Volkswagen’s rebranding hoax could undermine marketer’s EV ambitions

Dive Brief:

  • Volkswagen of America confirmed that a plan unveiled Tuesday to rebrand as Voltwsagen of America was actually an April Fools’ Day prank. The elaborate ruse promoting the automaker’s electric vehicle offerings has drawn the ire of reporters who claim they were duped by sources inside the company, as reported in Ad Age.
  • CNBC, Reuters, the Associated Press and this publication were among the outlets that took the initial Voltswagen announcement at face value. The news release detailing the change, which leaked early Monday, has since disappeared from Volkswagen’s U.S. media site, while some social posts promoting the rebrand remain live at press time.
  • Given Volkswagen’s corporate baggage when it comes to false emissions claims and broader concerns over the spread of misinformation online, it remains to be seen if the stunt does more harm than good for the brand’s larger EV mission.

Dive Insight:

Volkswagen pulled a fast one on the media and consumers with the hoax Voltswagen makeover, which promised substantial changes to the company’s branding assets and website in line with its larger push into EV offerings like the new all-electric ID.4 SUV.

Retrieved from Volkswagen on March 31, 2021

While marketers often run April Fools’ Day stunts, Volkswagen’s proved more complex and potentially ethically dubious than most, with reporters claiming that internal sources at the automaker lied to them to keep up the ruse. Though details of the rebrand were scant, the concept clearly wasn’t so absurd as to immediately read as a prank to many industry watchers, including those experienced on the automotive beat. Other major auto brands, including General Motors and Kia, have recently refreshed their logos and vehicle fleets to focus more on sustainable products.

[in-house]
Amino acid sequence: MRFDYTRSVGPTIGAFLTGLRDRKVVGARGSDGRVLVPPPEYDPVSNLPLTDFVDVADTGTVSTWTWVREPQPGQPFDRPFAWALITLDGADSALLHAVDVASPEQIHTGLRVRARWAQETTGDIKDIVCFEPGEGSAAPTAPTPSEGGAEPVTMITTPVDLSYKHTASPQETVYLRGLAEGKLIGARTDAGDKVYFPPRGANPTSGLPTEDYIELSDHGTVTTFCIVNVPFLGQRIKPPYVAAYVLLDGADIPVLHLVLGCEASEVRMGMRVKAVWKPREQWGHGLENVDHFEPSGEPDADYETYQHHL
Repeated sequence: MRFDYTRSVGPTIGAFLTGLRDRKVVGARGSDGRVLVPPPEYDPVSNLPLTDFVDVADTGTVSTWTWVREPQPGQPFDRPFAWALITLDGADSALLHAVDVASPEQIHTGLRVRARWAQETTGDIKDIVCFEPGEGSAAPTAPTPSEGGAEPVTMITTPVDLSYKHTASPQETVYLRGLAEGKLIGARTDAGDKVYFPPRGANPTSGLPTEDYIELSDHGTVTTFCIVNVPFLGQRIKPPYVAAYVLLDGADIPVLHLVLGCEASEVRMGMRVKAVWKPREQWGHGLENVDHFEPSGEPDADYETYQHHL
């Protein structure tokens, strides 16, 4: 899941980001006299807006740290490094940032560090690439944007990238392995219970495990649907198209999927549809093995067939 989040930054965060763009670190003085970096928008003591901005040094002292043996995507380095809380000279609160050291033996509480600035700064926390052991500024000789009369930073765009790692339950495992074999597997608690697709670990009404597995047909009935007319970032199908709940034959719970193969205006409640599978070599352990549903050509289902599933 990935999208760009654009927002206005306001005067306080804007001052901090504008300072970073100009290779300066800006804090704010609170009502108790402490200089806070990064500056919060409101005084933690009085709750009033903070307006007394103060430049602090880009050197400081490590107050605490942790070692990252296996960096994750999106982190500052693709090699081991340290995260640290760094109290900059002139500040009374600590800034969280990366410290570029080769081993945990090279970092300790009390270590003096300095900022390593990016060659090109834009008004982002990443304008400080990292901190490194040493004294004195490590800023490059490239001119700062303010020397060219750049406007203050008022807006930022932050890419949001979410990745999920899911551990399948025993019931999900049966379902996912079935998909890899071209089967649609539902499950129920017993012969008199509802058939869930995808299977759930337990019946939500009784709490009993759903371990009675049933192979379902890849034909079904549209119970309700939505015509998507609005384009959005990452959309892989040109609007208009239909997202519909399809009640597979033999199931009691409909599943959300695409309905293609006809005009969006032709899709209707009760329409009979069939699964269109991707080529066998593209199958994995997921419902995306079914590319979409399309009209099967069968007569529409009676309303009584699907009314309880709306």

The way the prank played out could throw some cold water on whatever buzz the company generated online with the move, experts said.

“The fact that the intent behind this is unclear makes the whole thing feel even more flimsy and unserious,” Mario Natarelli, managing partner at brand intimacy agency MBLM, said in emailed comments. “Brand building for large corporations like this isn’t about gimmicks or a play on your name. I will sound old-fashioned; however, when did social chatter become more treasured than brand consistency?”

The feeling that Volkswagen was dishonest with reporters could also compound on past missteps that have eroded trust in the brand.

Volkswagen is still grappling with fallout from a 2015 scandal where the Environmental Protection Agency revealed the company had cheated government emissions tests to make its vehicles appear more eco-friendly. The controversy dubbed Dieselgate has cost Volkswagen tens of billions of dollars to mitigate, while hampering its brand reputation. Volkswagen last week asserted claims for damages against former chief executive Martin Winterkorn and former Audi CEO Rupert Stadler, both of whom were in charge during the scandal, Reuters reported.

Volkswagen has recovered some of its mojo by prioritizing sustainability in recent years. As the release for Voltswagen noted, the company was the first major automaker to support the goals of the Paris Climate Agreement and also one of the five brands that signed on for proposed fuel economy regulations in California that impose stricter thresholds on CO2 emissions.

The faux rebrand could have been an effort to rib rivals like GM, whose own EV-minded makeover has inspired some criticism. But the swelling confusion that Voltswagen generated might ultimately district from Volkswagen’s more serious commitments to sustainability.

“VW didn’t need to change its name to signal it was serious about electric vehicles. They also don’t need to mimic GM’s poor rebranding efforts nor try to get attention for attention’s sake,” Natarelli said. “Continue to focus on the new products (ID.4 etc.) and put tangible proof behind the brand’s promise.”

Volkswagen earlier this week launched a TV and digital campaign promoting the new ID.4 model. A series of three short films, developed with agency partner Johannes Leonardo, promote mass EV adoption and tech features included in the vehicle hitting dealership lots this month.

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